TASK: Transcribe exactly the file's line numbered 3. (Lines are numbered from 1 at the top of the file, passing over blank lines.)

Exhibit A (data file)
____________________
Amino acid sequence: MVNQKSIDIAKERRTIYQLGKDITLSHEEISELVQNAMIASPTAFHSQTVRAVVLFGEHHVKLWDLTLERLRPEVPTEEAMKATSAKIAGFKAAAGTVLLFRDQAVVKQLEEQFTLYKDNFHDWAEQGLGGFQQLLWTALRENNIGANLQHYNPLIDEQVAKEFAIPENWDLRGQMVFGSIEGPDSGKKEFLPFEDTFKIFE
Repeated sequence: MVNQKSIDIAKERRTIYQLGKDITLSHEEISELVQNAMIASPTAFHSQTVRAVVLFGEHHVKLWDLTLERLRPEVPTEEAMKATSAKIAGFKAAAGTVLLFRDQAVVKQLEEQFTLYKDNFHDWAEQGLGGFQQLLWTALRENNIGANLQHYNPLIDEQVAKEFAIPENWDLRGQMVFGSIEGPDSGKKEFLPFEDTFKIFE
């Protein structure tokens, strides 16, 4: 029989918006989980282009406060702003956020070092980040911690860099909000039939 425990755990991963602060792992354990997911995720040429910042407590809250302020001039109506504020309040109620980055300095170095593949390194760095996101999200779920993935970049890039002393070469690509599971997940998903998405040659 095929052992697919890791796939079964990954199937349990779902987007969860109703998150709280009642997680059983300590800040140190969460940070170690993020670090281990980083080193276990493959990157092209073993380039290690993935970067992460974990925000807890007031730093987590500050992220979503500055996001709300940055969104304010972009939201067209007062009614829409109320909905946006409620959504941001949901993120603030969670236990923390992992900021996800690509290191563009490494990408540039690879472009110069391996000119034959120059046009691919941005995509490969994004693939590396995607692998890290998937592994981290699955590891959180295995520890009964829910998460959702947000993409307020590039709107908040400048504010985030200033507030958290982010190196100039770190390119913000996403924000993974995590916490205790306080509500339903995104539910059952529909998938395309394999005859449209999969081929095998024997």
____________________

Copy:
């Protein structure tokens, strides 16, 4: 029989918006989980282009406060702003956020070092980040911690860099909000039939 425990755990991963602060792992354990997911995720040429910042407590809250302020001039109506504020309040109620980055300095170095593949390194760095996101999200779920993935970049890039002393070469690509599971997940998903998405040659 095929052992697919890791796939079964990954199937349990779902987007969860109703998150709280009642997680059983300590800040140190969460940070170690993020670090281990980083080193276990493959990157092209073993380039290690993935970067992460974990925000807890007031730093987590500050992220979503500055996001709300940055969104304010972009939201067209007062009614829409109320909905946006409620959504941001949901993120603030969670236990923390992992900021996800690509290191563009490494990408540039690879472009110069391996000119034959120059046009691919941005995509490969994004693939590396995607692998890290998937592994981290699955590891959180295995520890009964829910998460959702947000993409307020590039709107908040400048504010985030200033507030958290982010190196100039770190390119913000996403924000993974995590916490205790306080509500339903995104539910059952529909998938395309394999005859449209999969081929095998024997």